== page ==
Somehow it is already mid-November and I am almost two months into my new life as a Turkish resident. Obviously, I’ve been miserable at writing and updating my blog and now so much has happened that it would be impractical to efficiently describe my life in one post. Alas, I will make an attempt. I think my friend Rachel wrote it best in her blog (http://anyidiotwithablog.blogspot.com) when she says,
“I've seen so many amazing things in my life, sometimes I worry that I'll never be able to appreciate them all properly. Who thought I would get to do these things in my life?...Even the ordinary day to day of my life as a teacher is made more exciting by the fact that I live abroad. I'm not just grocery shopping, I'm grocery shopping in Czech… I'm going to try to be better about recording it all, so that later when I look back on it I'll have another chance to appriciate just how fantastic it's all been.”
Thanks to Rachel’s inspiration, I will now try to do the same.
First, Istanbul is beautiful. I know, I know—obviously. But, it’s not just beautiful, it’s like really, really, really beautiful. I’ve lived in Paris and Seoul, I’ve traveled through some of the best places Europe, Asia, and North America offer, and I really don’t think there is a comparable place in the world. There is something spectacularly unique here. Something completely foreign yet familiar about hearing the call to prayer from my open window, about the skyline of minarets at sunset, about the way the Bosphorus changes colors from gray to blue to gem green depending on the weather, about the old men playing backgammon in back alleys, about the smell of a simit cart in the morning, about the stuffed mussels sold on the streets, about the unparalleled, gleaming teal in the ceramic tiles, about the tea served in tulip glasses after every meal, about a special je ne sais quoi in the red of the Turkish flag as it flaps over the streets, about the simple, yet mouthwatering fish sandwiches sold at the iskelesi (port), about the genius shared taxi system that should be in every city in the world (the dolmus – which quite accurately translates to “full”), about the colors of the headscarves some women wear, about the market streets spilling over with colorful fruits and fresh, shiny, fish, about kumpir-the stuffed baked potatoes that I make a point to eat at least once a week, about the food, the people, the smells...
I’ve done some fabulous tourist things such as cruise down the Bosphorus on a boat tour from the mouth of the Sea of Marmara all the way up the straight to Anadolu Kavağı where the Bosphorus opens into the Black Sea.
View on the Bosphorus Cruise TourI’ve also done my share of shopping at the Grand Bazaar, the Sunday Market at Ortaköy, and the Monday market in my neighborhood. I’ve been quite lazy about museums, but as soon as the weather turns, I plan on spending my time looking at the amazing collections around the city.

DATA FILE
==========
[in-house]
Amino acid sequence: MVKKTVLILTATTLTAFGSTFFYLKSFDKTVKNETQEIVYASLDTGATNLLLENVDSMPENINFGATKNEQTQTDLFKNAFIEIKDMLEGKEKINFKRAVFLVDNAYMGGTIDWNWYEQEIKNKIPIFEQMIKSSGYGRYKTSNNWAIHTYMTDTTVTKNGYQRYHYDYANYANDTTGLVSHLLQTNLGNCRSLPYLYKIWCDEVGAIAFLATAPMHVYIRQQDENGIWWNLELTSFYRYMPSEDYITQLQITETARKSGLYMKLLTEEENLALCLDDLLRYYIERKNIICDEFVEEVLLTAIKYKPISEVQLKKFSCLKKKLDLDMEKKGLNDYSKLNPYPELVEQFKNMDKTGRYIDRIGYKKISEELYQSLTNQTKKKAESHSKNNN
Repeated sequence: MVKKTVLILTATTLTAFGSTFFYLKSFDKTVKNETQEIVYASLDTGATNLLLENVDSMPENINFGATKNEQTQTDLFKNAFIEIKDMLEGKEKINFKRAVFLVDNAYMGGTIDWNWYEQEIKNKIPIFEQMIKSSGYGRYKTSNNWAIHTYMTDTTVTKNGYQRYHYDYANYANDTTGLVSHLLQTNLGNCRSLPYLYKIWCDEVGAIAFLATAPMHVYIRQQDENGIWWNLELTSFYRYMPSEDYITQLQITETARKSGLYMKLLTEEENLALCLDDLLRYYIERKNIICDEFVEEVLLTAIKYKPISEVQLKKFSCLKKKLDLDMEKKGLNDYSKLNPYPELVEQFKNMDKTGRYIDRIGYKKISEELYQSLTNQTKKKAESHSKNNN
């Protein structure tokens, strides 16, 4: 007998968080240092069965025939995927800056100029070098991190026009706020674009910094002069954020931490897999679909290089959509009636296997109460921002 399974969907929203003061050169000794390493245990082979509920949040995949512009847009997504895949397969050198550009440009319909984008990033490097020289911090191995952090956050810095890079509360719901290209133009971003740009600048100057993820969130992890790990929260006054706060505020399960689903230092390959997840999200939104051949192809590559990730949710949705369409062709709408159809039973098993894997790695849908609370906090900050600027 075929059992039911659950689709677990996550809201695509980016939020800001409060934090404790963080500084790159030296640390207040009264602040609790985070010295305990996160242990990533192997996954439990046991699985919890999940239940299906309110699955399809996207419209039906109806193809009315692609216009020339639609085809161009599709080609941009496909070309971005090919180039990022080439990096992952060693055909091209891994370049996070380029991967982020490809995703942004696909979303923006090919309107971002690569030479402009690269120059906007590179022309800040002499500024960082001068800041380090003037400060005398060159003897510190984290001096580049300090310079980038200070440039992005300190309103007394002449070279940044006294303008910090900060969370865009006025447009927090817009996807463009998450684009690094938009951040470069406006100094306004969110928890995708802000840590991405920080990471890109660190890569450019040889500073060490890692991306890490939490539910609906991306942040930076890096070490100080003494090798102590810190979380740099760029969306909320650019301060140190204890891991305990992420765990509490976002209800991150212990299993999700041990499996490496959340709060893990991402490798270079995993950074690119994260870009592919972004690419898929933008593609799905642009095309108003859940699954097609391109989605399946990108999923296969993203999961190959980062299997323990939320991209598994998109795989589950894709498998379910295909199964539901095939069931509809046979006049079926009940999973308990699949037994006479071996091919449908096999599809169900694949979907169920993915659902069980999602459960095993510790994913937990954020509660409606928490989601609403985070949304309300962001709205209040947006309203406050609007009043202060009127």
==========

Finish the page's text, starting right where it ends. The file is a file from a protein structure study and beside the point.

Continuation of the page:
I’ve enjoyed walking around the old city near Aya Sofia and the Blue Mosque where I wandered around the Hippodrome and toured Basilica Cistern.
I could go on for paragraphs about Istanbul and how much fun I’m having here, but just so you aren’t jealous, I’ll point out a few of the not so great parts about the city as well. To begin with, you can’t go anywhere without breathing in an obscene amount of bus exhaust, pollution, and a pack of someone else’s cigarettes. The air in Istanbul is quite filthy.
Next, Turks do not wear deoderant. Koreans don’t wear deoderant either, but they don’t need it—and let me tell you, the Turkish people need it. From what I can gather, the deoderant aversion may have something to do with protecting the environment. A student of mine responded to an environmental essay question on a test by stating that deoderant was a principle cause of global warming and ended the short, dramatic essay with, “The animals are dying.”
Finally, the traffic is unreal. Not only are there more Renault’s and tiny European cars crammed into narrow streets that could not have accommodated the traffic of the Byzantines much less of today, but the citizens of Istanbul have the typical driving skills of Europeans. (ie Americans follow traffic laws surprisingly well while lanes, laws, lanes, traffic lights, lanes and general and reasonable amounts of caution are completely lost on fellow drivers on the other side of the Atlantic). Add in complete and utter ambivalence about the overuse of the horn, and that’s Istanbul traffic in a nutshell. Exacerbating the problem is the fact that the city is split in half by the Bosphorus and the intercontinental bridge (lovely and large as it is) cannot handle the amount of commuter traffic in the city. Despite these few issues I have with the city, it is a lovely city and I hope to see all of you here soon!
Visitors are always welcome!